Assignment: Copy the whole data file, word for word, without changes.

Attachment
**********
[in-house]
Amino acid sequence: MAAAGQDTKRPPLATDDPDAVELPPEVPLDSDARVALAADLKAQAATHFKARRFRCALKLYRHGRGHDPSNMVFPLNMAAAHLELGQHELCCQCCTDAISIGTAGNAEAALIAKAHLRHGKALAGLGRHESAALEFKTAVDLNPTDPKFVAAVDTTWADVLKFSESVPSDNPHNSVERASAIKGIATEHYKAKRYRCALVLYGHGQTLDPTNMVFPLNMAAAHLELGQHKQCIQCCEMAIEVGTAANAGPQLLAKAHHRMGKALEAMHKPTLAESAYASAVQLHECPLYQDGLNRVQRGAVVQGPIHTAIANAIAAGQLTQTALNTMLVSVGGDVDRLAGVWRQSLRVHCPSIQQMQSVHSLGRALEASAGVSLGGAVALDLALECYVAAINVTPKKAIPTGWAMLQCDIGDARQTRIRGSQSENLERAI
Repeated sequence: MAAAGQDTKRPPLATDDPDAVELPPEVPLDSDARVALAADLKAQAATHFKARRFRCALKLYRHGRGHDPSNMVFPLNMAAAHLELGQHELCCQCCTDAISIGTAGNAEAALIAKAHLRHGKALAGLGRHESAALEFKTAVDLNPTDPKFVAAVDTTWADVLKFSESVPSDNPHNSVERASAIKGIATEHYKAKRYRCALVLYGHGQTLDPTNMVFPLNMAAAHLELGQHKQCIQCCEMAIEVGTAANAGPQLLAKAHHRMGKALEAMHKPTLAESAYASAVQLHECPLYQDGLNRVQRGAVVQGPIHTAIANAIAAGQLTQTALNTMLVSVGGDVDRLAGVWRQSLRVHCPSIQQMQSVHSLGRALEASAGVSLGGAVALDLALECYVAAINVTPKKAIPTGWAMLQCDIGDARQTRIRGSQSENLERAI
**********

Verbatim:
[in-house]
Amino acid sequence: MAAAGQDTKRPPLATDDPDAVELPPEVPLDSDARVALAADLKAQAATHFKARRFRCALKLYRHGRGHDPSNMVFPLNMAAAHLELGQHELCCQCCTDAISIGTAGNAEAALIAKAHLRHGKALAGLGRHESAALEFKTAVDLNPTDPKFVAAVDTTWADVLKFSESVPSDNPHNSVERASAIKGIATEHYKAKRYRCALVLYGHGQTLDPTNMVFPLNMAAAHLELGQHKQCIQCCEMAIEVGTAANAGPQLLAKAHHRMGKALEAMHKPTLAESAYASAVQLHECPLYQDGLNRVQRGAVVQGPIHTAIANAIAAGQLTQTALNTMLVSVGGDVDRLAGVWRQSLRVHCPSIQQMQSVHSLGRALEASAGVSLGGAVALDLALECYVAAINVTPKKAIPTGWAMLQCDIGDARQTRIRGSQSENLERAI
Repeated sequence: MAAAGQDTKRPPLATDDPDAVELPPEVPLDSDARVALAADLKAQAATHFKARRFRCALKLYRHGRGHDPSNMVFPLNMAAAHLELGQHELCCQCCTDAISIGTAGNAEAALIAKAHLRHGKALAGLGRHESAALEFKTAVDLNPTDPKFVAAVDTTWADVLKFSESVPSDNPHNSVERASAIKGIATEHYKAKRYRCALVLYGHGQTLDPTNMVFPLNMAAAHLELGQHKQCIQCCEMAIEVGTAANAGPQLLAKAHHRMGKALEAMHKPTLAESAYASAVQLHECPLYQDGLNRVQRGAVVQGPIHTAIANAIAAGQLTQTALNTMLVSVGGDVDRLAGVWRQSLRVHCPSIQQMQSVHSLGRALEASAGVSLGGAVALDLALECYVAAINVTPKKAIPTGWAMLQCDIGDARQTRIRGSQSENLERAI